Thursday, December 14, 2006

Unravelling Babel

There are hundreds of languages in the world, but a smile speaks them all ~ Unknown

My dearest E.,

Wikipedia provides a succinct explanation about the story of the Tower of Babel, of ancient biblical times: "According to the narrative in Genesis, Chapter 11 of the Bible, the Tower of Babel was a tower built by a united humanity to reach the heavens. Because the hearts of men were said to be inherently evil and disobedient, they were striving to make a name for themselves instead of worshipping the God who created them. Because of this open defiance, God stopped their efforts by confusing languages so that the builders could not understand one another. As a result, they could no longer communicate and the work was halted. The builders were then scattered to different parts of Earth. This story is sometimes used to explain the existence of many different languages and races."

Hence, I was pleasantly surprised to find out that you could understand Thai. My mother has been speaking to you in Thai, and English- and I was admittedly worried at first that you would encounter a language confusion phase. However, that was not to be. I suppose I may have underestimated your ability to pick up two languages at the same time.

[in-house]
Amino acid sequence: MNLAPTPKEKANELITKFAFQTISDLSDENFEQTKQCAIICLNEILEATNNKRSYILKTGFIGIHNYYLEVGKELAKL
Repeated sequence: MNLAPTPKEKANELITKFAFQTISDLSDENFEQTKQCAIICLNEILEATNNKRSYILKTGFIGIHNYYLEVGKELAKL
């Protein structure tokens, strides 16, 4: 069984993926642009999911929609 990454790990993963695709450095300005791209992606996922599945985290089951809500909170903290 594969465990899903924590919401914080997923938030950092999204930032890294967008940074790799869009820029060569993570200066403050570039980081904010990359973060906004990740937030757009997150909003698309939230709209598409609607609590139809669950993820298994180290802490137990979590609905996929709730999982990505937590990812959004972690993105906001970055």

Mother would go off in her sing-song voice with words that sounded like gibberish to me (her regret is that she never took the time to teach me Thai, and has vowed to make it up by teaching you instead!- which is a pretty good deal, you must say...), but you'd understand them. You know how to gesture the 'wai' (the gesture the Thais make when they greet each other, with palms put together, held at about chest height)- you do this very well and on instinct, when Mother says the word "Sa-wasdee- kha..." Or if you see a robed Buddhist priest. You're clever that way. You pick up things without us realising. You know the meaning of a whole host of other Thai words, and can respond when Mother says them.

I'm glad that you're learning Thai. A knowledge of languages will serve you in good stead in future. Who knows, it may come in handy one day. When your father and I enrol you for primary school, we hope that you will pick up Mandarin then- I'm sure you would since we are planning to enrol you into a Chinese school.

You "speak" a lot these days, although your words are unintelligible. Sometimes, I try to decipher as to what goes through that cute little head of yours. What do you dream about, sweet pea? Of teddy bears, sunshine, rainbows and sweets? Of your Mom & Dad loving you to bits? What do you think about when you so-earnestly look into my eyes and go "ya ya ya ya...?" Those times, I fervently hope and wish that you are saying, "Mommy, you're my world and I love you."